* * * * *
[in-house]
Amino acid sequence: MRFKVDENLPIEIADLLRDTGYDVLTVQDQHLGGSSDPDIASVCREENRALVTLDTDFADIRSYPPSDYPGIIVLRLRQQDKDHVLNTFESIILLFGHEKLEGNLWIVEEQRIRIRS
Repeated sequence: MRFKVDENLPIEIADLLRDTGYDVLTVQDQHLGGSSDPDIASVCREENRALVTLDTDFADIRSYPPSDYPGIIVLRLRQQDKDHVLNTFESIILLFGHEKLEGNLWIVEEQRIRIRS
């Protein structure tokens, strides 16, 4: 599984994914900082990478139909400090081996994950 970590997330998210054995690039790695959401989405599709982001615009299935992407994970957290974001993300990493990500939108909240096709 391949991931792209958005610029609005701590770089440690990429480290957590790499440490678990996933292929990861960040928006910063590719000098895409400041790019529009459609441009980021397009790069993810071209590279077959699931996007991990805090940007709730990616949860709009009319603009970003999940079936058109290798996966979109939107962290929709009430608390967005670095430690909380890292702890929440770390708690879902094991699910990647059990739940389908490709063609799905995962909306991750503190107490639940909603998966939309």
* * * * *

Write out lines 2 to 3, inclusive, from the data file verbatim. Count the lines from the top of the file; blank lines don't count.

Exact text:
Amino acid sequence: MRFKVDENLPIEIADLLRDTGYDVLTVQDQHLGGSSDPDIASVCREENRALVTLDTDFADIRSYPPSDYPGIIVLRLRQQDKDHVLNTFESIILLFGHEKLEGNLWIVEEQRIRIRS
Repeated sequence: MRFKVDENLPIEIADLLRDTGYDVLTVQDQHLGGSSDPDIASVCREENRALVTLDTDFADIRSYPPSDYPGIIVLRLRQQDKDHVLNTFESIILLFGHEKLEGNLWIVEEQRIRIRS